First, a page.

Quantified Self is the name given to the movement that marries self help with data.
It’s all the wearable sensors and monitors that can track your heart rate, sleep patterns, exercise, calories consumed, and so much more. It’s all the filters, mobile apps, and data visualizations that analyze your performance. And it’s the social-sharing of data.
Self-monitoring isn’t a new idea.
Athletes have always tracked their nutrition, training, and performance. Dieters keep food journals, and migraine or allergy sufferers are counseled to keep journals that track their triggers. What’s new is our ubiquitous connectivity and the amount of data that can easily be captured. Tiny trackers can be clipped and strapped to body parts and embedded in clothing and everyday objects. Sensors can be hyper-specific taking the measure of every step, breath, and heartbeat, charting blood oxygen levels, sleep quality, sexual arousal, and how many swipes you make with your toothbrush.
Quantified Self has exploded in the world of diet and nutrition.
Early adopters were known as ‘body hackers,’ festooned with arm bands, ear tags, day-glo goggles, and dangling lead wires. They monitored everything that went in and plenty of what came out, all in the name of science.
Most of us are not so interested in counting intestinal bacterial colonies and correlating butter intake with math skills. We just want some help to stay on track with our health and fitness goals, maybe lose a few pounds, and eat more healthfully. The new generation of devices does just that, and early studies suggest that they work.
You can go crazy with all the options. There are devices just for swimmers, bodybuilders, and rock climbers. You can strap a monitor to your wrist for readings of your heart and respiratory rates, optical blood flow, perspiration, and skin temperature. There’s even a dieter’s fork that monitors every bite you put in your mouth. Barring any health concerns that require monitoring, you’ll do just fine with a set-up that includes apps to track diet and exercise, plus a scale so you can measure progress. Then you can go forth and quantify.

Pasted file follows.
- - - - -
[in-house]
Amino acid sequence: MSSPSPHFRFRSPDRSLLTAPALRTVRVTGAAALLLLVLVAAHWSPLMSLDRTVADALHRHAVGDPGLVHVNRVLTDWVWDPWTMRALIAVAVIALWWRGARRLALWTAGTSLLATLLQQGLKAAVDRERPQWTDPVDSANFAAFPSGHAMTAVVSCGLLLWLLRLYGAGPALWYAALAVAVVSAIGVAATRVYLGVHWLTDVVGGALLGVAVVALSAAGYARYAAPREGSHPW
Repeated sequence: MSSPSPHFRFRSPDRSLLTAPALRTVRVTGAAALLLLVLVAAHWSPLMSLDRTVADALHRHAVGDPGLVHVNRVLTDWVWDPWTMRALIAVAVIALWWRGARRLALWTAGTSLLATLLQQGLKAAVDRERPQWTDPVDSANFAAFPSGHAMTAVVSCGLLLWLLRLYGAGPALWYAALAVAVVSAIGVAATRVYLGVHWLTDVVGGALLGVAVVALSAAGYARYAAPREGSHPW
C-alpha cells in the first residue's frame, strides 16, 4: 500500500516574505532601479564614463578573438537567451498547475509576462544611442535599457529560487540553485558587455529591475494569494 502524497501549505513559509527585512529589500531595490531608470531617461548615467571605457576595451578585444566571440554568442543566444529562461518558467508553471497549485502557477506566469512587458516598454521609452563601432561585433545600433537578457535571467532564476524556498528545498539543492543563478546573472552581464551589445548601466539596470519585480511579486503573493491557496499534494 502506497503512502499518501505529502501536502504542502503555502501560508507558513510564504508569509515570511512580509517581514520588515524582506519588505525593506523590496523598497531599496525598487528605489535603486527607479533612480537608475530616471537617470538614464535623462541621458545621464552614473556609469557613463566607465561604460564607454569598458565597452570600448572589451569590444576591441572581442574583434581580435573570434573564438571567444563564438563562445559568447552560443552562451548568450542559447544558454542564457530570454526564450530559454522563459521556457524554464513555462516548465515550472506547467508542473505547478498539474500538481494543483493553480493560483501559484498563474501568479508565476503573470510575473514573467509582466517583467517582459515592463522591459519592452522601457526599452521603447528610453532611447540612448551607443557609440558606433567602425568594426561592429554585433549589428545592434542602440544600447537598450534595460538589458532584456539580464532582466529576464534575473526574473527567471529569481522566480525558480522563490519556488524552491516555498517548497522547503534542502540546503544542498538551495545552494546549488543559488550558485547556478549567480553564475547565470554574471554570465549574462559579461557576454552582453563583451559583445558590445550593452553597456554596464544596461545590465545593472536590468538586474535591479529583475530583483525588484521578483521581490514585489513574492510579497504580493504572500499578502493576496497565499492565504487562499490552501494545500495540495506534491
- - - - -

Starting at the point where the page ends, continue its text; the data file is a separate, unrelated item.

My Fitness Pal is the king of the calorie counting apps with 30 million registered users and a killer database. It’s basically a simple food tracker for your cell phone, but its food knowledge is scarily comprehensive. You can scan in foods through your phone’s camera, and it also seems to know all the recipes from all the major cookbooks, magazines, and websites. It never seems to take more than a tap or two to tell it what you ate, and it’s never stumped when it comes to the corresponding nutritional data. It’s also free, is available for iPhones, Blackberrys, Android, and Windows devices, and syncs with the app’s website.
With the diet piece in place, you’ll want to quantify your activity level. The Fitbit One is the shape and heft of a stick of Trident on a paper clip. Clip it to your clothes or tuck it in your pocket during the day and it records the number of steps taken, stairs climbed, distance traveled, and calories burned. When your travels take you to the vicinity of your computer it automatically sends data updates to FitBit’s website, and it wirelessly syncs to any diet or fitness apps on your cell phone. Wear it at night and it measures your sleep by both hours and degree of restfulness.
Step on the Withings Body Scale and it measure weight, lean and fat mass, and calculates your body mass index. It tracks trends in your weight and body composition, and connects by wi-fi to your phone where it shares the information with your calorie counter and exercise apps. It can integrate data from the other programs to produce some nifty graphs. If you’re a fan of sharing TMI, it’s also twitter-enabled.